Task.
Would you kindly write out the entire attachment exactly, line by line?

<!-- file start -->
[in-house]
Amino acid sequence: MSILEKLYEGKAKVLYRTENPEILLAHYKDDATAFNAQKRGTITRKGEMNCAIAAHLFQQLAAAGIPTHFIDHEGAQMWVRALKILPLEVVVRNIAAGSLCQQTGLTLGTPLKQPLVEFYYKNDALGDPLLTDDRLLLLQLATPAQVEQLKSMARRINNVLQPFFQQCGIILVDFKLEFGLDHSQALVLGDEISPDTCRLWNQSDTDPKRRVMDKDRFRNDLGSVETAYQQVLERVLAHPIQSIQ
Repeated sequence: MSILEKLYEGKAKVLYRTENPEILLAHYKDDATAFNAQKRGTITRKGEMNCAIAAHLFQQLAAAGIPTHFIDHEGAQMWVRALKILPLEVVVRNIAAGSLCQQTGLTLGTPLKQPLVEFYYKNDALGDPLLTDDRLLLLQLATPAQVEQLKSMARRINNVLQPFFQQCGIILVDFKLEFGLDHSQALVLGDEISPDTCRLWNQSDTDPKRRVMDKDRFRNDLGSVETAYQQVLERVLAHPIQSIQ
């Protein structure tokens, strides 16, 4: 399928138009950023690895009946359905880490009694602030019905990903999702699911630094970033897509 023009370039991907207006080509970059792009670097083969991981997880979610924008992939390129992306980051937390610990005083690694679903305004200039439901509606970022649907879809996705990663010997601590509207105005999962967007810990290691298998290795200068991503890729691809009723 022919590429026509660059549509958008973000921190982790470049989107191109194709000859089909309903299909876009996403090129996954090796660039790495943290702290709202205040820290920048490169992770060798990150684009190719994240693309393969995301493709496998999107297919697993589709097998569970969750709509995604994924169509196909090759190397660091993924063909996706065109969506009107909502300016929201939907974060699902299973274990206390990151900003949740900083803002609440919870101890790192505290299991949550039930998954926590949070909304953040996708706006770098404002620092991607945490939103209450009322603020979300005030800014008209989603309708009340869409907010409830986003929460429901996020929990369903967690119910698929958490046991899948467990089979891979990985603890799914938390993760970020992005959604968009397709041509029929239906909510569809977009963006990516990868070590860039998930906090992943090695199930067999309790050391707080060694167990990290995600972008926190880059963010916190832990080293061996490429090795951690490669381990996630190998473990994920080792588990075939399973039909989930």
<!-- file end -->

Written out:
[in-house]
Amino acid sequence: MSILEKLYEGKAKVLYRTENPEILLAHYKDDATAFNAQKRGTITRKGEMNCAIAAHLFQQLAAAGIPTHFIDHEGAQMWVRALKILPLEVVVRNIAAGSLCQQTGLTLGTPLKQPLVEFYYKNDALGDPLLTDDRLLLLQLATPAQVEQLKSMARRINNVLQPFFQQCGIILVDFKLEFGLDHSQALVLGDEISPDTCRLWNQSDTDPKRRVMDKDRFRNDLGSVETAYQQVLERVLAHPIQSIQ
Repeated sequence: MSILEKLYEGKAKVLYRTENPEILLAHYKDDATAFNAQKRGTITRKGEMNCAIAAHLFQQLAAAGIPTHFIDHEGAQMWVRALKILPLEVVVRNIAAGSLCQQTGLTLGTPLKQPLVEFYYKNDALGDPLLTDDRLLLLQLATPAQVEQLKSMARRINNVLQPFFQQCGIILVDFKLEFGLDHSQALVLGDEISPDTCRLWNQSDTDPKRRVMDKDRFRNDLGSVETAYQQVLERVLAHPIQSIQ
């Protein structure tokens, strides 16, 4: 399928138009950023690895009946359905880490009694602030019905990903999702699911630094970033897509 023009370039991907207006080509970059792009670097083969991981997880979610924008992939390129992306980051937390610990005083690694679903305004200039439901509606970022649907879809996705990663010997601590509207105005999962967007810990290691298998290795200068991503890729691809009723 022919590429026509660059549509958008973000921190982790470049989107191109194709000859089909309903299909876009996403090129996954090796660039790495943290702290709202205040820290920048490169992770060798990150684009190719994240693309393969995301493709496998999107297919697993589709097998569970969750709509995604994924169509196909090759190397660091993924063909996706065109969506009107909502300016929201939907974060699902299973274990206390990151900003949740900083803002609440919870101890790192505290299991949550039930998954926590949070909304953040996708706006770098404002620092991607945490939103209450009322603020979300005030800014008209989603309708009340869409907010409830986003929460429901996020929990369903967690119910698929958490046991899948467990089979891979990985603890799914938390993760970020992005959604968009397709041509029929239906909510569809977009963006990516990868070590860039998930906090992943090695199930067999309790050391707080060694167990990290995600972008926190880059963010916190832990080293061996490429090795951690490669381990996630190998473990994920080792588990075939399973039909989930």